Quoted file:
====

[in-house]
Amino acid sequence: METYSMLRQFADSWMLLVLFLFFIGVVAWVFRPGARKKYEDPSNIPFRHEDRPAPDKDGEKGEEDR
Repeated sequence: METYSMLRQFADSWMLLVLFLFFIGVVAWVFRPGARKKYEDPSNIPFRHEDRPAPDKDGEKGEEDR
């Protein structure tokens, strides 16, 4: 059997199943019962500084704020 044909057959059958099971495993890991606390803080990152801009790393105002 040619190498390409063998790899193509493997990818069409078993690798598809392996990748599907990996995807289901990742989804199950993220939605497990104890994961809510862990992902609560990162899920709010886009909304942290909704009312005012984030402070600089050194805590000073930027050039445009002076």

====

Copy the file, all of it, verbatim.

[in-house]
Amino acid sequence: METYSMLRQFADSWMLLVLFLFFIGVVAWVFRPGARKKYEDPSNIPFRHEDRPAPDKDGEKGEEDR
Repeated sequence: METYSMLRQFADSWMLLVLFLFFIGVVAWVFRPGARKKYEDPSNIPFRHEDRPAPDKDGEKGEEDR
């Protein structure tokens, strides 16, 4: 059997199943019962500084704020 044909057959059958099971495993890991606390803080990152801009790393105002 040619190498390409063998790899193509493997990818069409078993690798598809392996990748599907990996995807289901990742989804199950993220939605497990104890994961809510862990992902609560990162899920709010886009909304942290909704009312005012984030402070600089050194805590000073930027050039445009002076």